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The Energetics of Ethanol: An Introduction and Link to Studies

Stacy Mitchell
Institute for Local Self-Reliance
May 12, 2009

Does it take more energy to make ethanol than is contained in ethanol? That question continues to haunt the ethanol industry even after nearly 30 years of expanding production. Over the years more than 20 scientific studies have examined the question. This document contains links to the major studies of the subject completed during the last decade or so.

Some introductory comments may be in order.

First, any analysis should be viewed as an historical snapshot. Virtually all studies of ethanol before 1990 showed a net energy loss. Virtually all of the studies after 1990 show a net energy gain. This is because the ethanol industry, in terms of energy use per gallon of ethanol produced, has become much more efficient over the years, as has the farmer, in terms of energy use per bushel of corn grown.

Second, agricultural productivity and energy intensity varies dramatically not only by crop but by state and even within a state. For example, irrigated corn acreage, which comprise a small percentage of overall corn acreage, is energy intensive. A rotational corn cultivation in which corn fields become soybean fields become alfalfa fields on a three year basis, are low energy users per bushel grown.

The Institute for Local Self-Reliance's own study may be a good starting point because it is very accessible, explains the assumptions used and why, and offers three different scenarios(national average, best current, best near term future). Although completed in 1992 and updated in 1995, we're pleased to say that our conclusions are very much within the range of more recent estimates. Click here for ILSR's 1995 study, How Much Energy Does It Take to Make A Gallon of Ethanol?

The United States Department of Agriculture has done the best job of showing comparative data of all the major studies on the energetics of ethanol. This is an excellent place to understand why there are differences. The initial USDA report was done in 1995. Click here for the 1995 USDA study. An update was published in 2002. Click here for the 2002 USDA study.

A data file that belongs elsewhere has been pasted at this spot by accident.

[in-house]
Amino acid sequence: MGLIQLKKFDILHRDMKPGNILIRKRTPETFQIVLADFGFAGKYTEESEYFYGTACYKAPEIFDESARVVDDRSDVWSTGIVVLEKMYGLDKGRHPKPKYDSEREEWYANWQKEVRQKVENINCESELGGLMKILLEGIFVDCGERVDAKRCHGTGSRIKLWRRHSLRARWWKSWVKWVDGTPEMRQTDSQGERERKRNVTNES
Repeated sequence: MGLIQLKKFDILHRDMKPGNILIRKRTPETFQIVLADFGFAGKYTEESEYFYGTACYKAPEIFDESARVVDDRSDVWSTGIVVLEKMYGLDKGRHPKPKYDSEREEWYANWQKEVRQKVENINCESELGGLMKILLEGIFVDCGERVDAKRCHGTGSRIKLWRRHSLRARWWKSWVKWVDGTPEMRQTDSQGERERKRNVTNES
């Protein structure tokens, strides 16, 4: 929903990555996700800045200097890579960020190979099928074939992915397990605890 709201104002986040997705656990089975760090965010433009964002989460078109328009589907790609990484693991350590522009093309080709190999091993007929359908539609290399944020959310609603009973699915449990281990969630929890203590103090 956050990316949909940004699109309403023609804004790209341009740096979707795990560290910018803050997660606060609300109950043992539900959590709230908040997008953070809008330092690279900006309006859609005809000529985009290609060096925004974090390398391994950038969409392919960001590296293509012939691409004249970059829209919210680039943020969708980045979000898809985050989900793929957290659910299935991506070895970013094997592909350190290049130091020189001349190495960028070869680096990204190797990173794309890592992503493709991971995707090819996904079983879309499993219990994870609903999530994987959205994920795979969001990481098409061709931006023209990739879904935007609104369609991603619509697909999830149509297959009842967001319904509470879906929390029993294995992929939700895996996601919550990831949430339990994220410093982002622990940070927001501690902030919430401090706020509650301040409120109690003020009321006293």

David Pimentel, a Cornell University professor, has been ethanol's most consistent critic. He has done several studies over the last few years. His latest was published in 2003. Click here for Pimentel's study. For a more recent critical analysis, see University of California Berkeley professor Tad Patzek's study, Thermodynamics of the Corn-Ethanol Biofuel Cycle (2004).

There have been several critiques of Pimentel's methodology and numbers. Here is a brief one - Click here for the study and critique of Pimentel's work. Another much more extensive, indeed exhaustive, analysis is available here. Click here for study. To my knowledge, Pimentel has not responded to his critics nor done a detailed critique of studies that come to different conclusions.

Pimentel and Patzek teamed together and released a study in March 2005 titled, "Ethanol Production Using Corn, Switchgrass, and Wood; Biodiesel Production Using Soybean and Sunflower," published in the Natural Resources Research journal. Indeed, this latest study reached a remarkable and highly provocative conclusion: the energetics of making ethanol from switchgrass or wood are considerably worse than for making ethanol from corn, and the energetics of making biodiesel from soybeans or sunflowers may be more bleak than making ethanol from corn.

In response to these latest numbers from Patzek/Pimental, ILSR prepared the following reponse and critique. The Carbohydrate Economy, Biofuels and the Net Energy Debate - issued August 2005. ILSR presented these findings at an August 23, 2005, presentation at the National Press Club [watch the video].

Argonne National Laboratory also weighed in on the latest claims by Patzek/Pimentel and issued a report titled, The Debate on Energy and Greenhouse Gas Emissions Impacts of Fuel Ethanol (August 2005).

Researchers at the University of California – Berkeley released a study published in the January 27, 2006, issue of the journal Science that shows a positive energy balance for ethanol production. [Click to download their full paper, the six analyses, and supporting research from the UC-Berkeley web site].


Stacy Mitchell is a senior researcher with the Institute for Local Self-Reliance, where she directs initiatives on independent business and community banking. She is the author of Big-Box Swindle and also produces a popular monthly newsletter, the Hometown Advantage Bulletin. Connect with her on twitter and catch her recent TEDx Talk: Why We Can't Shop Our Way to a Better Economy.